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Why won't my cat drink water?

Why won't my cat drink water?

Proper hydration is essential for both pets and people, so it can be worrying if your cat won't drink water. Join our Fremont vets today as they share some reasons your cat may not be drinking and what to do.

Why won't my cat drink water?

People, cats, and all animals require hydration to stay healthy. For the most part, animals drink when they are thirsty and different animals require different amounts of water to stay hydrated. It's possible that your cat is getting enough water even if they don't appear to be drinking much.

Unlike dogs that often lap up large quantities of water at one time, cats are more likely to drink very small amounts at a time.

Dogs also require much more water per kilogram of weight than cats do, meaning that your cat may not need to drink as much water as you think.

Cats whose diets consist of dry food need to drink more water than those who eat canned or fresh foods. Cats usually drink about an ounce of water for every ounce of dry food they eat, whereas cats eating wet foods will drink considerably less because much of their hydration comes from their food.

With this in mind, you know your pet best - perhaps your cat isn't drinking enough water. If your cat won't drink water they may be reacting to an underlying health condition, the cleanliness or taste of the water, or the location of the bowl (e.g. in high-traffic areas, near their litterbox).

How do I know if my cat is dehydrated?

Dehydration is more than just feeling thirsty; for your cat, it can be a serious threat to their health. Cats that don't drink enough water can quickly become dehydrated. There are a few ways to check if your cat is dehydrated:

  • Skin Elasticity - You can check your cat's skin by gently pinching the extra skin between their shoulder blades to form a tent-like shape. Once you let go your kitty's skin should return to its normal shape in less than a second. If their skin doesn't snap right back, your feline friend could be dehydrated.
  • Sunken Eyes - Look closely at your cat's eyes. If their eyes seem unfocused, sunken or dull, dehydration may be the cause.
  • Dry Mouth - Examine your kitty's gums. Their gums should always be pink and moist. Apply gentle pressure with your finger against your cat's gums; the spot you are pressing turn white, but if they don't return to a healthy pink color within a second or two of removing your finger your kitty may be dehydrated.
  • Constipation - Check your cat's litterboc. When cats are suffering from dehydration, they're often constipated. If your cat hasn't been passing as much stool as usual, this could be a sign of a lack of hydration.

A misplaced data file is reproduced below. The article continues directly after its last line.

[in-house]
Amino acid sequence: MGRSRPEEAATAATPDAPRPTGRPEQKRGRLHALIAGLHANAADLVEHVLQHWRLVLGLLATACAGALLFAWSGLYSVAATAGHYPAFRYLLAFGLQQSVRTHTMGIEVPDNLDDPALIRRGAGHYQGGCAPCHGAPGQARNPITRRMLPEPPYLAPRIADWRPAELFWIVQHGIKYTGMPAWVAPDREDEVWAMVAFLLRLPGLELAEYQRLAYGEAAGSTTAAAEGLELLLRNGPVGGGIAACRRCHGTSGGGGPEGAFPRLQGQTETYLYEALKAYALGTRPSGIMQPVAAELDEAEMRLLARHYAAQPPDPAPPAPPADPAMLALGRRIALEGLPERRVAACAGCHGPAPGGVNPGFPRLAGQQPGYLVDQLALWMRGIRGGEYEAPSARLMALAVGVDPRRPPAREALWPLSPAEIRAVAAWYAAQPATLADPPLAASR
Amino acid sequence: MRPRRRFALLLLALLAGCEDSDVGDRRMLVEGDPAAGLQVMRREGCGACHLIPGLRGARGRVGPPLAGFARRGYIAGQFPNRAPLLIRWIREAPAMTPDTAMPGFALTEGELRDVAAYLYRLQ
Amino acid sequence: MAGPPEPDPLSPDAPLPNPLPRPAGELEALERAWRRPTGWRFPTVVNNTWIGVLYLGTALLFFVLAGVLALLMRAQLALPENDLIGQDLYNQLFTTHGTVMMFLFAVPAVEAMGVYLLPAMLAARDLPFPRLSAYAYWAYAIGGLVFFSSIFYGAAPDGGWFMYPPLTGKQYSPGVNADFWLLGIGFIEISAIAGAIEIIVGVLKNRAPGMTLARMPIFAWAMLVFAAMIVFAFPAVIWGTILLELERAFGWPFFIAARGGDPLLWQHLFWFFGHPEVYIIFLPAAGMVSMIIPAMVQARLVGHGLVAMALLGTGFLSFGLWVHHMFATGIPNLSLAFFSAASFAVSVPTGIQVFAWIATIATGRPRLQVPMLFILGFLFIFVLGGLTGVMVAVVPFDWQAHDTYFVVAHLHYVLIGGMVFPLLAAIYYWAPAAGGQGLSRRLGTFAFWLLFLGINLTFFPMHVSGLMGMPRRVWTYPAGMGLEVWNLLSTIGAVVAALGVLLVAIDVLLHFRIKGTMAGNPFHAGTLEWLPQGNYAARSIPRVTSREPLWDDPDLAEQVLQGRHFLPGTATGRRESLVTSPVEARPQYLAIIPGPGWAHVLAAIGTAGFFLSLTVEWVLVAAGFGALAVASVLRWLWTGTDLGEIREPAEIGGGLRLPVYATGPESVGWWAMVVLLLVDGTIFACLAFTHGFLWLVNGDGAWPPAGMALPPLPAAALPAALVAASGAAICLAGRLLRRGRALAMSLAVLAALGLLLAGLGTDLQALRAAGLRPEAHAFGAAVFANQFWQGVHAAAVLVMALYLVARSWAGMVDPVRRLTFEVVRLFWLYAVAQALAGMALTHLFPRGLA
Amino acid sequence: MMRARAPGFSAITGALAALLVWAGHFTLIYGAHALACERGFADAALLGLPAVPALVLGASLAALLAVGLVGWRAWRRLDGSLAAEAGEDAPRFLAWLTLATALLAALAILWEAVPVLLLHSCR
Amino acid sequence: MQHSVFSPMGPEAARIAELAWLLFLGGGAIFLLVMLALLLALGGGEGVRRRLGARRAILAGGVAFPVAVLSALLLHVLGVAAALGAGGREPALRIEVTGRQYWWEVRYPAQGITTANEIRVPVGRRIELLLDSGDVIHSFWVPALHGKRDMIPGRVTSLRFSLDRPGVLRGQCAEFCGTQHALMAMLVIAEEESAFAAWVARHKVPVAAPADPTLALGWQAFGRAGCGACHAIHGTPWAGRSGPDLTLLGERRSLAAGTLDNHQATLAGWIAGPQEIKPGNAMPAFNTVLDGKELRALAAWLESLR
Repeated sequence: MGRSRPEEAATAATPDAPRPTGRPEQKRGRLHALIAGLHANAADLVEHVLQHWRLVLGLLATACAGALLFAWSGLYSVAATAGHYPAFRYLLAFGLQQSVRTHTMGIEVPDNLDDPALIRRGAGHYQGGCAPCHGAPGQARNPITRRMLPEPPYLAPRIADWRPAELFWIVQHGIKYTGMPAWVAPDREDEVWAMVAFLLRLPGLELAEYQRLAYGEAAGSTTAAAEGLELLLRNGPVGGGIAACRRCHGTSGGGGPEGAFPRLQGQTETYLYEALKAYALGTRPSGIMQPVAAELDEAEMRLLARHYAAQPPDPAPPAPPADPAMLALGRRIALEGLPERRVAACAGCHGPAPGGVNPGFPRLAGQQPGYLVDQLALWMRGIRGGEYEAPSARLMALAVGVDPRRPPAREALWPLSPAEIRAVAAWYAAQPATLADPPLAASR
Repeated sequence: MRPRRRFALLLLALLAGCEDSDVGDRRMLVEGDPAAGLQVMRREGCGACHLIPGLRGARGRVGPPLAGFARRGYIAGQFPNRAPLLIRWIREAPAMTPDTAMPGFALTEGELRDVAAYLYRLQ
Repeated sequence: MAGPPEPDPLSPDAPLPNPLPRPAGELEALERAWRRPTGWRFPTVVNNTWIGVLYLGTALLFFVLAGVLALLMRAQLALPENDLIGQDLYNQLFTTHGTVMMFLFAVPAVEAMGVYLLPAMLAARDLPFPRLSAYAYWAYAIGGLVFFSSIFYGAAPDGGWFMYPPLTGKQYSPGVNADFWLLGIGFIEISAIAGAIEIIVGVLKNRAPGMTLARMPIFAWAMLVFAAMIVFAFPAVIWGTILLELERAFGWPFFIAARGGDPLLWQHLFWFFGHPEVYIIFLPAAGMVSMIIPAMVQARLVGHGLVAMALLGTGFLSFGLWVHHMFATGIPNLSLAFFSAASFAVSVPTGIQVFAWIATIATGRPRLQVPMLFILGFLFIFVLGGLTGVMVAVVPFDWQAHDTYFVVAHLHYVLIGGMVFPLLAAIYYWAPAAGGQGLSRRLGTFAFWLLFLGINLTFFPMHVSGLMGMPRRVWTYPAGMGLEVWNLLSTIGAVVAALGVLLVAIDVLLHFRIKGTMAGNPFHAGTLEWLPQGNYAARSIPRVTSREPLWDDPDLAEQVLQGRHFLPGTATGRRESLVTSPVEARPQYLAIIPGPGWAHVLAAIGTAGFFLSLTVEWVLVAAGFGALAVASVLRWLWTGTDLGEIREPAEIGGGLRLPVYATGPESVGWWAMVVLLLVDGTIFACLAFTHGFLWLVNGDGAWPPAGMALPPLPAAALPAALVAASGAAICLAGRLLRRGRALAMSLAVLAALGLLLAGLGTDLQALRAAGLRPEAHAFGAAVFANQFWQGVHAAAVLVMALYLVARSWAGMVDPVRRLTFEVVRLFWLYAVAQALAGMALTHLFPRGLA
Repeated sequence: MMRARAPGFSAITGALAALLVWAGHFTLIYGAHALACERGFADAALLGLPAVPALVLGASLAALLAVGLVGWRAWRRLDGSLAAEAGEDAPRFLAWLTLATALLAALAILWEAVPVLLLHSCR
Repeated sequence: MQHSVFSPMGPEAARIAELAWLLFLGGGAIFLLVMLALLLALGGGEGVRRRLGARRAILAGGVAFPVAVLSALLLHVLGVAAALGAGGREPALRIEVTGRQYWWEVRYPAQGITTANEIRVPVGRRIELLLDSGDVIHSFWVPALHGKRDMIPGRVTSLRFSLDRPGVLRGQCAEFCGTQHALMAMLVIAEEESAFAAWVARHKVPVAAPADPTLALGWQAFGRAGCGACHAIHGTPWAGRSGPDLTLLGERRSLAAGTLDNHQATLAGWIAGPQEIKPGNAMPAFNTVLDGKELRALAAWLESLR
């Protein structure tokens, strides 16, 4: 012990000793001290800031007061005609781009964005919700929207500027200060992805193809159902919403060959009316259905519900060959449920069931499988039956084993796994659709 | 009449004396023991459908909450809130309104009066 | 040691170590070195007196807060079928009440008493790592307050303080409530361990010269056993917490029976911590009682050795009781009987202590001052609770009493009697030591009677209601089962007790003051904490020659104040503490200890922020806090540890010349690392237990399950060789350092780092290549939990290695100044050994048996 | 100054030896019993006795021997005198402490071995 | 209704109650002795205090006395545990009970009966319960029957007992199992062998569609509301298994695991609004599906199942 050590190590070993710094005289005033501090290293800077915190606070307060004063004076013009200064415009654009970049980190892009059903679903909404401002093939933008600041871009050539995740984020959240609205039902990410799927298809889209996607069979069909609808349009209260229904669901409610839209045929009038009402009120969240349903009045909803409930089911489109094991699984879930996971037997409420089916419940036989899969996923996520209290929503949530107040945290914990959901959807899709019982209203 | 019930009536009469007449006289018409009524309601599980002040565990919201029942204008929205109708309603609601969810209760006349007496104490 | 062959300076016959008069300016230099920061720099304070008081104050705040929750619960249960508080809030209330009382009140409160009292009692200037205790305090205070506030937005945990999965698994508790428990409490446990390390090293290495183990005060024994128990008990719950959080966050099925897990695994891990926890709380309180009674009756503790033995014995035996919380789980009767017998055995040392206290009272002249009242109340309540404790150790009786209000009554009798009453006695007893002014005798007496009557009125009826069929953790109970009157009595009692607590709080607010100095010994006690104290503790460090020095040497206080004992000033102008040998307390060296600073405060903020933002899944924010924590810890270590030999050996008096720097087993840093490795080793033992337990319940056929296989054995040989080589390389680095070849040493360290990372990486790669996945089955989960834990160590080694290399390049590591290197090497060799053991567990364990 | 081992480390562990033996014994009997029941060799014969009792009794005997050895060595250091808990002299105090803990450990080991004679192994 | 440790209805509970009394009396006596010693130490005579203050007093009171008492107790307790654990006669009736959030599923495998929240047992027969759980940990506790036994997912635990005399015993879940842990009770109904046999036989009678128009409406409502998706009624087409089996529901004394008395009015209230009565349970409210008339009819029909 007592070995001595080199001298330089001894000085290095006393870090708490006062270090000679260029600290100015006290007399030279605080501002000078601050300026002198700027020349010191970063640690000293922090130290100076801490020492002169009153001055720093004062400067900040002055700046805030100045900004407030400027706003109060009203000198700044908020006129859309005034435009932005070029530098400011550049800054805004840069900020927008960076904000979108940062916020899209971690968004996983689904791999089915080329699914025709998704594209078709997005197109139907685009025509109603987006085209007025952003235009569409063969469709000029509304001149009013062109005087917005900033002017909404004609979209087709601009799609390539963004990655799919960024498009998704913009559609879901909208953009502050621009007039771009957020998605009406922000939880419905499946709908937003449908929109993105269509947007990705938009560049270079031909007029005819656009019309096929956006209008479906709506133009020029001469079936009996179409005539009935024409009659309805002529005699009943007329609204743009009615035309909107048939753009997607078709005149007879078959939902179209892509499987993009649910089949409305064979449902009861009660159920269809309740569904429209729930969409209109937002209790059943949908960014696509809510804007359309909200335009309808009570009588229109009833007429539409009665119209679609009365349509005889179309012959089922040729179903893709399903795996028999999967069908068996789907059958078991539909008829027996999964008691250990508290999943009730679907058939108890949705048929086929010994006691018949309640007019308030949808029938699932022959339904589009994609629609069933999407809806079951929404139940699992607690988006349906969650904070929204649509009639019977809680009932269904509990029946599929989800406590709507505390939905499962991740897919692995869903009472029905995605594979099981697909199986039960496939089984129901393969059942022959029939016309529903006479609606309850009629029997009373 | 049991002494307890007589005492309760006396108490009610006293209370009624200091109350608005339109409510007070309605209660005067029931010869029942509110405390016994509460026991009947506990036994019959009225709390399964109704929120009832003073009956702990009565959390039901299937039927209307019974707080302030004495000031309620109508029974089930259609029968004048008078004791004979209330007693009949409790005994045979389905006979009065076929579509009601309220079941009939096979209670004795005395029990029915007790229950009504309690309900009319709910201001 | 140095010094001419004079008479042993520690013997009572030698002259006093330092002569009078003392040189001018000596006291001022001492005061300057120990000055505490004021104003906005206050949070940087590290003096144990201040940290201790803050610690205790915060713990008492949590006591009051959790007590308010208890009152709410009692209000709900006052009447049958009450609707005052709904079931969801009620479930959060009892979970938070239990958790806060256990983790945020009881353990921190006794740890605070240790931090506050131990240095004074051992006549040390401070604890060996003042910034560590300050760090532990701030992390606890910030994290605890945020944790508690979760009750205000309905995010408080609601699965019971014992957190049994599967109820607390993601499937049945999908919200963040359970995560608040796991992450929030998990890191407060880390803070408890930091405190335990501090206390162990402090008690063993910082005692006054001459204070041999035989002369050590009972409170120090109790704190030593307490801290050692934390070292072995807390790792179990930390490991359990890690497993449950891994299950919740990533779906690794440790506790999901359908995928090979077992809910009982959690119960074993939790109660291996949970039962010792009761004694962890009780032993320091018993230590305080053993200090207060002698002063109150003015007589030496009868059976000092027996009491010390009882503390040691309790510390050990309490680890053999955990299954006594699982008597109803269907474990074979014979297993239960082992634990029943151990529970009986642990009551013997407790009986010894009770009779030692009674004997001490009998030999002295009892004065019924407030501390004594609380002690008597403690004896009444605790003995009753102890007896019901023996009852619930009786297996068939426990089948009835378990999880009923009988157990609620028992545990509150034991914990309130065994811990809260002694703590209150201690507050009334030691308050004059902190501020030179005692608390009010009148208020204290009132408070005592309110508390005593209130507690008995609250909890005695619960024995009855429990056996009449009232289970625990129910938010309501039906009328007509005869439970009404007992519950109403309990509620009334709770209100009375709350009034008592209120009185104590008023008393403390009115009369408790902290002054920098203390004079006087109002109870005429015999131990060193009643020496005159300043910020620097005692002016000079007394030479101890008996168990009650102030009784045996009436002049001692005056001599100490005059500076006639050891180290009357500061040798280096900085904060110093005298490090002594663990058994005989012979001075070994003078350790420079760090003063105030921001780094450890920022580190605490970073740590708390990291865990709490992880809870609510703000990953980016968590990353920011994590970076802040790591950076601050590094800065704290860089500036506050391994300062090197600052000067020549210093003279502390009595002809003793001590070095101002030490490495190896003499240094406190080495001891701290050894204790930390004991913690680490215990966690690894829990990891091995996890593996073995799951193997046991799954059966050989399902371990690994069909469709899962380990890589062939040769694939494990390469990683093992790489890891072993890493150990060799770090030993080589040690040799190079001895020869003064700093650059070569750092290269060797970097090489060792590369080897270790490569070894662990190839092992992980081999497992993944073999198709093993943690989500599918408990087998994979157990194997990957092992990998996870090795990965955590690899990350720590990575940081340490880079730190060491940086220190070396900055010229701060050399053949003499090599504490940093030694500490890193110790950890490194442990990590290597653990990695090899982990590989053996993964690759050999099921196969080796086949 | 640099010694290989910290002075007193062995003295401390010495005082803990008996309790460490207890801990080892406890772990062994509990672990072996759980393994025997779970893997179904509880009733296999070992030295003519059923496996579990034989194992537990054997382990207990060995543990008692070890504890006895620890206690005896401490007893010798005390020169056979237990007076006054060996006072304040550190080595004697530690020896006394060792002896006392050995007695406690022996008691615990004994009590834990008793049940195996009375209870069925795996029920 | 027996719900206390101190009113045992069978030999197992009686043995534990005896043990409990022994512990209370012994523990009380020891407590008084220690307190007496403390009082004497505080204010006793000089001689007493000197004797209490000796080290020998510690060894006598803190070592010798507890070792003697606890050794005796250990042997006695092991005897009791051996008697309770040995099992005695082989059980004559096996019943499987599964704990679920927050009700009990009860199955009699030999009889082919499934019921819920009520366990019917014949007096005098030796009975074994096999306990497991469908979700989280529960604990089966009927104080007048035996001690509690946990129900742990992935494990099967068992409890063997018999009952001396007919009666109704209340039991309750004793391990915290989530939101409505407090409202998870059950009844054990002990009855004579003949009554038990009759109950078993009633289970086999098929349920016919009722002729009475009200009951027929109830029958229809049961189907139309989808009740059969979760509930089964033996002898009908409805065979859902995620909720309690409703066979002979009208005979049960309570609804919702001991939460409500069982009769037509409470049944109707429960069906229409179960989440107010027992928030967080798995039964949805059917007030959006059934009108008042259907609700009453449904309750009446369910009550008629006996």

• Panting - Cats don't usually pant like dogs do. If you find your cat is panting, this may be an indicator of dehydration.

If your cat is showing signs of dehydration contact your vet right away. Dehydration in cats can have fatal outcomes, and once symptoms above are observed in your cat, it is likely that they are already severely dehydrated and need veterinary care.

How can I hydrate my cat if they won't drink water?

If your cat doesn't exhibit any of the symptoms of dehydration but you are still concerned about their water intake, there are a few things you can try to increase your cat to drink more water.

  • If your cat's water bowl is near their litterbox, make sure to move it (to another room, if possible)
  • Make sure your cat has access to fresh water throughout the day. Many cats will not drink water that has been 'sitting out' for an extended period of time.
  • Try moving the bowl to a different location
  • Try a different bowl or a pet fountain/bowl that provides running water.
  • If your cat eats only dry food, introduce wet food to their diet.

Contact your vet right away if you're concerned that your cat isn't drinking enough water. Dehydration can be an indication of a serious underlying condition such as kidney disease, heatstroke, or diabetes. When it comes to your cat's health, it is always better to be safe than sorry.

Note: The advice provided in this post is intended for informational purposes and does not constitute medical advice regarding pets. For an accurate diagnosis of your pet's condition, please make an appointment with your vet.

Worried that your cat isn't drinking enough water? Contact our Fremont vets right away to book an examination for your kitty.

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